First impression on unpacking the Q702 test unit was the solid feel and clean, minimalist styling.
Sanyo Xacti VPC-FH1 camcorder
The Sanyo Xacti VPC-FH1 is a hybrid camera and camcorder, with 1080p video capture
- Good image quality for asking price, above average low-light performance, impressive battery life
- MPEG-4 AVC/H.264 codec incompatible with some editing applications, unintuitive menu
Sanyo has made a name for itself producing high quality, low cost camcorders and the Xacti VPC-FH1 is no exception. While it cannot hope to match high-end models from Canon or Sony, it remains a solid performer nonetheless.
Price$ 799.00 (AUD)
Buy now (Selling at 2 stores)
Sanyo has become all but synonymous with the concept of hybrid digital video/stills cameras and this model offers both high-end video capture and 12 megapixels (Mp) of photo detail. However, we weren't fully convinced by its implementation of Full HD video.
The specification list of the Sanyo Xacti VPC-FH1 is sound, with 1080p video on offer and the ability to view your footage immediately by hooking up the camcorder to a HD-TV via its HDMI port (you'll need to supply the cable though). The Sanyo Xacti VPC-FH1 is a little heavier than the Panasonic SDR-S26 we looked at a couple of months ago, but shares its slim profile and comfortable hand grip.
In fact, this Sanyo Xacti VPC-FH1 is one smart-looking camcorder in shiny black with silver accents that extend to the perimeter of the fold-out 3in display.
Sanyo has nailed the photo/video mode switching by having crescent-shaped buttons for each at the top right of the menu button on the rear.
We found the Sanyo Xacti VPC-FH1 slightly less comfortable selecting the photo button than the video one, but this is as it should be: for all Sanyo's protestations, this is more of a camcorder than a compact digital stills camera.
We used a standard compact camera to shoot the same scenes as on the 12Mp Sanyo Xacti VPC-FH1 and had noticeably better results with the former, despite the lesser megapixel count of the two-year-old Panasonic FX12. However, you get nine point autofocus, image stabilisation and face recognition, making it every bit as well-equipped as the average entry-level compact.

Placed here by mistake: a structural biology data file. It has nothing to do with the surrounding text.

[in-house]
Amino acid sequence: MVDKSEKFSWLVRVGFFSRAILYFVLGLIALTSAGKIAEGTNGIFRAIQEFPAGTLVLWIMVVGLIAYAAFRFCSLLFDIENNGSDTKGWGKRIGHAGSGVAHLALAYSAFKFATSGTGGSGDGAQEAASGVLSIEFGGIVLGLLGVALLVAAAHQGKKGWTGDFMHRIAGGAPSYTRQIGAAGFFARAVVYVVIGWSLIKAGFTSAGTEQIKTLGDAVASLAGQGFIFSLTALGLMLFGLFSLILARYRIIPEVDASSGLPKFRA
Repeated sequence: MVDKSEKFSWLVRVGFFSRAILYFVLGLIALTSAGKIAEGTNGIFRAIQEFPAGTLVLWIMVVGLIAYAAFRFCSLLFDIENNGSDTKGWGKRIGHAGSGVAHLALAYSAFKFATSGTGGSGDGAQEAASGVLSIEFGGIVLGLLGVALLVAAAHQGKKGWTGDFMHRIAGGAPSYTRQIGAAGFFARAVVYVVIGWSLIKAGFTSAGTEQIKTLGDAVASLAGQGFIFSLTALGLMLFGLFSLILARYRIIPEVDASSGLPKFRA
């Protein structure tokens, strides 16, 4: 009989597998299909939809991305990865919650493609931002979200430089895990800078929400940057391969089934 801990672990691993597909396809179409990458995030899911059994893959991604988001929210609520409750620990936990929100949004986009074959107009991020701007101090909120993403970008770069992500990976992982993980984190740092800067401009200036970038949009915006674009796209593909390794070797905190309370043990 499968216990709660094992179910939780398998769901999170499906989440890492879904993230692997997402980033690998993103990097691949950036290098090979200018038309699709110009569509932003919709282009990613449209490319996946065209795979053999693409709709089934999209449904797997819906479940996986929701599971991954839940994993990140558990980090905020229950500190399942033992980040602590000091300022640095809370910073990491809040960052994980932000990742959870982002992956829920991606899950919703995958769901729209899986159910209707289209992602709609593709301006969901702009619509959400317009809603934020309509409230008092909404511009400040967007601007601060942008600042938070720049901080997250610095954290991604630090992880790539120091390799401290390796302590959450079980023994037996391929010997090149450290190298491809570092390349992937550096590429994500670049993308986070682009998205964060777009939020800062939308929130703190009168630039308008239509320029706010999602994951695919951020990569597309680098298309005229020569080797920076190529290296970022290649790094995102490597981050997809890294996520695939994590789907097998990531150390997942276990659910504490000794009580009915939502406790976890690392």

The video, too, holds its own in terms of features, with slow-mo and other options that are fun to experiment with and reward patience. Sanyo has also fitted the Sanyo Xacti VPC-FH1 with a flash and effective stereo sound recording.
Most importantly, taking video with the Sanyo Xacti VPC-FH1 is an enjoyable experience — the unit is the right size, easy to navigate with a responsive wide-angle-to-telephoto rocker zoom on its top and is not too heavy or bulky. The results look good too. The colours were so well-rendered they burst out of the built-in screen, coming out much brighter than the Sanyo Xacti VPC-FH1's screen suggested.
We were also pleased to find the Sanyo Xacti VPC-FH1's image stabiliser had done its job and our footage wasn't especially afflicted by hand-shake. Similarly, the Sanyo Xacti VPC-FH1 zoom — a 16x magnification — was smooth and steady.
However, we found video playback of the Sanyo Xacti VPC-FH1 on a large screen rather jerky, not helped by the fluid flow of the kite demonstration we used by way of a test. People ambling past were rather staccato in their movements.
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GGG Evaluation Team
For work use, Microsoft Word and Excel programs pre-installed on the device are adequate for preparing short documents.
The Fujitsu LifeBook UH574 allowed for great mobility without being obnoxiously heavy or clunky. Its twelve hours of battery life did not disappoint.
The screen was particularly good. It is bright and visible from most angles, however heat is an issue, particularly around the Windows button on the front, and on the back where the battery housing is located.
My first impression after unboxing the Q702 is that it is a nice looking unit. Styling is somewhat minimalist but very effective. The tablet part, once detached, has a nice weight, and no buttons or switches are located in awkward or intrusive positions.